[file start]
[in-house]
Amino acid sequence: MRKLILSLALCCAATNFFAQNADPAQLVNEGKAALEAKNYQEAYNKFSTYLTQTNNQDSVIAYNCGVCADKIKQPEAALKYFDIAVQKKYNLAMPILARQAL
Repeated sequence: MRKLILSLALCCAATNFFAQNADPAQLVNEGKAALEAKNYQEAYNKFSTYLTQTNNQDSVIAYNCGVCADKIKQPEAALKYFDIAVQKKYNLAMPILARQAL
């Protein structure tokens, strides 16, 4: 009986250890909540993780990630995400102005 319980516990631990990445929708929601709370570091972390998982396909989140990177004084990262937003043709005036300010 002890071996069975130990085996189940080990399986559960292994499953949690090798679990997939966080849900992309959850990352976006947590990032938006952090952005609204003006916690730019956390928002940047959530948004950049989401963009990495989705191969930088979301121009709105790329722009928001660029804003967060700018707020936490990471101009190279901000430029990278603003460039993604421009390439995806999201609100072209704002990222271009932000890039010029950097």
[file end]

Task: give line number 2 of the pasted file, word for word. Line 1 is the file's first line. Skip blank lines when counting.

Amino acid sequence: MRKLILSLALCCAATNFFAQNADPAQLVNEGKAALEAKNYQEAYNKFSTYLTQTNNQDSVIAYNCGVCADKIKQPEAALKYFDIAVQKKYNLAMPILARQAL